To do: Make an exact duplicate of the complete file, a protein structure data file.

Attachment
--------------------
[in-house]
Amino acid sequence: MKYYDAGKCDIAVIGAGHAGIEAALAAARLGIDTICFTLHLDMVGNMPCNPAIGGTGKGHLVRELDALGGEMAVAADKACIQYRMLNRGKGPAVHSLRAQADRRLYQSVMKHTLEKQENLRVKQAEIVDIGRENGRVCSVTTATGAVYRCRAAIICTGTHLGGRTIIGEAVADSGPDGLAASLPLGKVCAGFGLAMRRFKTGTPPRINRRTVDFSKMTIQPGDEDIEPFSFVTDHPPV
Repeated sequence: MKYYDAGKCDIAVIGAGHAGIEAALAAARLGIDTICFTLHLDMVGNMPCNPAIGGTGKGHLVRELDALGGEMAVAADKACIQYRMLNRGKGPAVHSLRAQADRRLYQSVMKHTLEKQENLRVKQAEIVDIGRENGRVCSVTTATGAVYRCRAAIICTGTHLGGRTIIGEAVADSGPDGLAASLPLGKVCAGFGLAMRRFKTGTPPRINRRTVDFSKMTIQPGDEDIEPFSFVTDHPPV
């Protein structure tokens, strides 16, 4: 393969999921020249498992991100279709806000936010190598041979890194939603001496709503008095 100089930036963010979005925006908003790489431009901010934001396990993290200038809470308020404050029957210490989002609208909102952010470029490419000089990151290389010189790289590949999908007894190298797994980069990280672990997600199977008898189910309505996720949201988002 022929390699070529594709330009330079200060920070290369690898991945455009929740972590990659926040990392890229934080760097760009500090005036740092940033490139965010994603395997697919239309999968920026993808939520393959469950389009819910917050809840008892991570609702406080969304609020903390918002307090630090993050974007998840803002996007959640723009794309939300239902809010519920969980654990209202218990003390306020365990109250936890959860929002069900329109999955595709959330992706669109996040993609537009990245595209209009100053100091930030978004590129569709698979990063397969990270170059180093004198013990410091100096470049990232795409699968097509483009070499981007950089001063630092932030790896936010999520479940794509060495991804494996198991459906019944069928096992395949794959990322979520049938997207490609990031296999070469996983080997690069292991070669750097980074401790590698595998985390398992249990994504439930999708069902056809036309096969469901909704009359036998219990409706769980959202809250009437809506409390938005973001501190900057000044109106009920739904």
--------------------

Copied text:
[in-house]
Amino acid sequence: MKYYDAGKCDIAVIGAGHAGIEAALAAARLGIDTICFTLHLDMVGNMPCNPAIGGTGKGHLVRELDALGGEMAVAADKACIQYRMLNRGKGPAVHSLRAQADRRLYQSVMKHTLEKQENLRVKQAEIVDIGRENGRVCSVTTATGAVYRCRAAIICTGTHLGGRTIIGEAVADSGPDGLAASLPLGKVCAGFGLAMRRFKTGTPPRINRRTVDFSKMTIQPGDEDIEPFSFVTDHPPV
Repeated sequence: MKYYDAGKCDIAVIGAGHAGIEAALAAARLGIDTICFTLHLDMVGNMPCNPAIGGTGKGHLVRELDALGGEMAVAADKACIQYRMLNRGKGPAVHSLRAQADRRLYQSVMKHTLEKQENLRVKQAEIVDIGRENGRVCSVTTATGAVYRCRAAIICTGTHLGGRTIIGEAVADSGPDGLAASLPLGKVCAGFGLAMRRFKTGTPPRINRRTVDFSKMTIQPGDEDIEPFSFVTDHPPV
């Protein structure tokens, strides 16, 4: 393969999921020249498992991100279709806000936010190598041979890194939603001496709503008095 100089930036963010979005925006908003790489431009901010934001396990993290200038809470308020404050029957210490989002609208909102952010470029490419000089990151290389010189790289590949999908007894190298797994980069990280672990997600199977008898189910309505996720949201988002 022929390699070529594709330009330079200060920070290369690898991945455009929740972590990659926040990392890229934080760097760009500090005036740092940033490139965010994603395997697919239309999968920026993808939520393959469950389009819910917050809840008892991570609702406080969304609020903390918002307090630090993050974007998840803002996007959640723009794309939300239902809010519920969980654990209202218990003390306020365990109250936890959860929002069900329109999955595709959330992706669109996040993609537009990245595209209009100053100091930030978004590129569709698979990063397969990270170059180093004198013990410091100096470049990232795409699968097509483009070499981007950089001063630092932030790896936010999520479940794509060495991804494996198991459906019944069928096992395949794959990322979520049938997207490609990031296999070469996983080997690069292991070669750097980074401790590698595998985390398992249990994504439930999708069902056809036309096969469901909704009359036998219990409706769980959202809250009437809506409390938005973001501190900057000044109106009920739904």